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BiCentennial Man

Review by Elias Savada
Posted 17 December 1999

Directed by Chris Columbo.

 Starring Robin Williams, 
Sam Neill, Wendy Crewson, 
Embeth Davidtz, Oliver Platt, 
Hallie Kate Eisenberg, Stephen Root, 
and Lynne Thigpen.

 Written by Nicholas Kazan, 
based on the short story by Isaac Asimov and the novel 
The Positronic Man by Asimov and Robert Silverberg

Robin Williams trades in his transgender apron and brassiere flambé for a glistening suit of technologically immortal tin, some rapid-fire stand-up humor (you laugh in spite of yourself), and an amiable cyborg soul in search of a human heart along the neural pathway of life. This very slick, barely skin-deep fable spanning the 200 years that define the title, starts in the proverbial "not too distant future" and winds up two hours later with one of those sickly sweet, predictable endings whereby San Francisco and a multi-racial world tribunal substitute for the Emerald City and the whimsical wizard. In Andrew’s multi-generation journey, he does mange to find a sense of humor, boning up on 20th century Rodney Dangerfield and delivering, in blitzkrieg fashion, some fairly Williamsesque knock-knock jokes dealing with lip-less chickens. Click your red slippers Dorothy; here comes Holiday Ho-Ho-Hokum sprinkling with cheer, but devoid of pressing issues, Y2K fears, and anything closely resembling controversy.

Williams, encased for most of the film in a 35-pound encasement of silicone and plastic, does manage to bring his own special trademark to the character, and in lesser hands the film wouldn’t have worked at all as the sentimental, white bread comedy it is. As a family picture, it’s a decent, albeit distant, runner up to Toy Story 2, even if Bicentennial Man’s over-simplified, maudlin story manipulates more than pleases.

Director Chris Columbus (Home Alone, Home Alone 2, Mrs. Doubtfire, Stepmom) paints this Disney landscape with broad, bright colors and big capital letter themes: HUMANITY, LOVE, DISCOVERY. Columbus’ conventional vision comes across much like Star Trek lite (especially Star Trek: The Next Generation), his central character on par with STTNG’s Data, the android, personified with his emotion chip, chock full of innocence and wide eyed appeal for the masses.

Richard Martin (affable-as-ever Sam Neill) is the breadwinner of a picture perfect family, living comfortably in the Bay area with his doting wife (Air Force One First Lady Wendy Crewson) and two adorable daughters Grace ("Miss") and bubbly Amanda. The latter, affectionately called "Little Miss," is filled briefly by curly-haired Pepsi spokeschild Hallie Kate Eisenberg. Dad buys the family a gift, a NDR-114 robot, a.k.a. large household appliance, christened Andrew as it is uncrated before their eyes. Although sporting the latest Dolby sound and holographic projection system, the family isn’t impressed, the kids especially thinking the new nanny gadget is a stupid idea. His gears whirl and whiz as he cleans, cooks, and does other domestic tasks, his "family" unaware of a mechanical failure that eventually results in his unheralded (for robots, at least) individuality. Ma’am (as the cyber-butler calls Mrs. Martin) relegates the automaton to a underground cargo hold (Oops, sorry, Trekkies: it’s really a dusty basement) filled with knick-knacks of bygone days. Among this rubbish is a broken down 1923 Victrola (for those too young, this was a popular fore-runner of today’s CD players) that regains life as an inter-generational (and screenwriter Nicholas Kazan’s) hooking device in the hands of this life-size Mr. Machine (one of my fondest childhood toy treasures). Early on, after the robot begins to display anthropomorphic emotions and starts chiseling intricate wooden miniatures, "Sir" (Mr. Martin) realizes this ain’t your normal K-Mart model cyborg. Of course, being a fickle species, it then takes mankind a couple of centuries to figure out what to do with Andrew’s eccentricities and artsy/craftsy talents.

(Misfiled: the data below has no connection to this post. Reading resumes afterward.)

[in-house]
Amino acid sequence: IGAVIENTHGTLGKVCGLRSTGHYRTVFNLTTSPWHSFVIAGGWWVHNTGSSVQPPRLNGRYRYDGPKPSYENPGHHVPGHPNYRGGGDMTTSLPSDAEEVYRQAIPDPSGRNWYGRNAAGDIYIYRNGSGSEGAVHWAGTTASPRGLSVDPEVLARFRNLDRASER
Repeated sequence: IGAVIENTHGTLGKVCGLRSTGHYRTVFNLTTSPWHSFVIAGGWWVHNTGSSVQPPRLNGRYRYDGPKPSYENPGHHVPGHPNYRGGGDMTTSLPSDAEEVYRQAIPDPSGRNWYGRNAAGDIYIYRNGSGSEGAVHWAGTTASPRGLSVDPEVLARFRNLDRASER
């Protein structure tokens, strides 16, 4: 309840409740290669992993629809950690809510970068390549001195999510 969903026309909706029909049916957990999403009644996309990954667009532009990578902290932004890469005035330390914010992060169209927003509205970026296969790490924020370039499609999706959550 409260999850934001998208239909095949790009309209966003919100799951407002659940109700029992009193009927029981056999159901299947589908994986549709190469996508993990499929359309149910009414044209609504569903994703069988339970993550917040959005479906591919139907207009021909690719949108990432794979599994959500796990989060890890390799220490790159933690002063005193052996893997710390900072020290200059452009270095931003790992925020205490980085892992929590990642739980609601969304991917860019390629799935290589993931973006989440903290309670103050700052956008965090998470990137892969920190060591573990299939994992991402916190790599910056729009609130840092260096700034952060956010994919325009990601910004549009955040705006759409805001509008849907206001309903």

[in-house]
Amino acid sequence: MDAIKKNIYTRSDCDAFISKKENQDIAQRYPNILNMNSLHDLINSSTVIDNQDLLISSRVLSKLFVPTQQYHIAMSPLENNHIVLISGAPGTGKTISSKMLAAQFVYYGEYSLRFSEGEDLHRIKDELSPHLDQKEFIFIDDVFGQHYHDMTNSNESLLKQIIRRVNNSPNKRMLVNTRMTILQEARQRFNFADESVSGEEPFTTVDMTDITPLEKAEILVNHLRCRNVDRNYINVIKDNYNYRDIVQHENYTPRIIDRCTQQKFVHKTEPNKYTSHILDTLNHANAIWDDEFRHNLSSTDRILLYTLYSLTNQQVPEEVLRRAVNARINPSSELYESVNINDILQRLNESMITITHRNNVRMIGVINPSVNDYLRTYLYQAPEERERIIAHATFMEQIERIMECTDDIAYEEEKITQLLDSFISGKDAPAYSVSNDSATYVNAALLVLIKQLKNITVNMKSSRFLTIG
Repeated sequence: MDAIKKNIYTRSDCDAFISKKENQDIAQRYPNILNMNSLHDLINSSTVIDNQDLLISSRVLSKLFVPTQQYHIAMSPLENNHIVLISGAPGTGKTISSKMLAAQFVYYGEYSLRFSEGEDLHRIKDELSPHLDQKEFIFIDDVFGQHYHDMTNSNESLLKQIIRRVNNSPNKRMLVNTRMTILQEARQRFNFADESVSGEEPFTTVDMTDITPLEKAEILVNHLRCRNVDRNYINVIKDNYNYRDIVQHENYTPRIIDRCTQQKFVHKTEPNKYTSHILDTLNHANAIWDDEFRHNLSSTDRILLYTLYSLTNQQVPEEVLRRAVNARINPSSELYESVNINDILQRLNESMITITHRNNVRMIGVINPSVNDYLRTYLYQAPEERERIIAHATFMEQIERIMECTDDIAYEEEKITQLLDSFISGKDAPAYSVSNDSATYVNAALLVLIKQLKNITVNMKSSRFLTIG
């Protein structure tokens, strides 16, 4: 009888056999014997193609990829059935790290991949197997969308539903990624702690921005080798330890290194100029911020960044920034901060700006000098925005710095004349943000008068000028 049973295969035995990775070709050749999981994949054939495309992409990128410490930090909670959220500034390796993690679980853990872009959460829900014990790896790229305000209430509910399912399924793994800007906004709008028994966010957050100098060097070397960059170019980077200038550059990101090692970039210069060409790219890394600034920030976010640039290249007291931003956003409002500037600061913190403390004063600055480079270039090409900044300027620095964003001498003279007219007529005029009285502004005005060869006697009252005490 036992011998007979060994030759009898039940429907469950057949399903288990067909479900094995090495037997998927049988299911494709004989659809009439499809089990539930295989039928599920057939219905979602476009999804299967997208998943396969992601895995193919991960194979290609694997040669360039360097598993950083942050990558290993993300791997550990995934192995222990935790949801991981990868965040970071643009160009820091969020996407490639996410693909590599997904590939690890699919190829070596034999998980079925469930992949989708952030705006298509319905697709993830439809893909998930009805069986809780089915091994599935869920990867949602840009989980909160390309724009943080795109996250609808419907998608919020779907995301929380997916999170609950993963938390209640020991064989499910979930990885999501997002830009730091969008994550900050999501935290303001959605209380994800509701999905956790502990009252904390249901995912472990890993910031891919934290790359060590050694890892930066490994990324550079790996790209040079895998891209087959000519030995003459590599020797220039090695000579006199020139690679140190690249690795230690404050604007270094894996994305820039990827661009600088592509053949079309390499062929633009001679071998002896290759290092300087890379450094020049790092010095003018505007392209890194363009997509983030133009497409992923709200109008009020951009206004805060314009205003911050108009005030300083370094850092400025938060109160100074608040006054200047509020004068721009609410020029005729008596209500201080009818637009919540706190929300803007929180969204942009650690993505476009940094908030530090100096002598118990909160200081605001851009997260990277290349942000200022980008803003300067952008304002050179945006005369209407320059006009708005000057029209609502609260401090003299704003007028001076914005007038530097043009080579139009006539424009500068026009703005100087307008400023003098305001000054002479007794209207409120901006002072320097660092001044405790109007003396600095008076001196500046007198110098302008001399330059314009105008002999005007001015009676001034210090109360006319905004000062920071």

Since 200 robot years translate to 128 human film-watching minutes, get in your Time Machine and hang on for the condensed story of one robot’s global quest for a significant other and inner peace. Forty minutes through Andrew gets to open his own bank account, swoons over the grown Little Miss (Embeth Davidtz), but society still frowns on robots conversing with humans, let alone thinking of a social relationship. The next quarter hour quickly ages the Martin clan 15, then 12 years, through death, marriage, birth, and other time-line events. Blink if you must, but you’d probably miss Andrew building his house or taking time off to look for any android with similar imperfections as his own. While he traipses through South Dakota or the snowcapped mountains of Beaver, Utah, he has the hammer-headed idea this search will take some time (in robot years). But movie-watching minutes flicker by quickly, and the tin man begins a soul-altering acquaintance with oddball scientist/repairman Rupert Burns (Oliver Platt), who slowly sets up altering the robot’s appearance (flubber surgery and hair implants) and plumbing (sensory receptors, most major organs), so much that he becomes unrecognizable by the now elderly Little Miss and her granddaughter Portia (again, Embeth Davidtz).

And so on and so forth. Yes, this is terribly predictable stuff, but audiences aren’t as demanding as film critics and should embrace this glowing seasonal effort, thanks to fine lensing by Phil Meheux and a large, exemplary special-effects team. This’ll go down like a good glass of eggnog.

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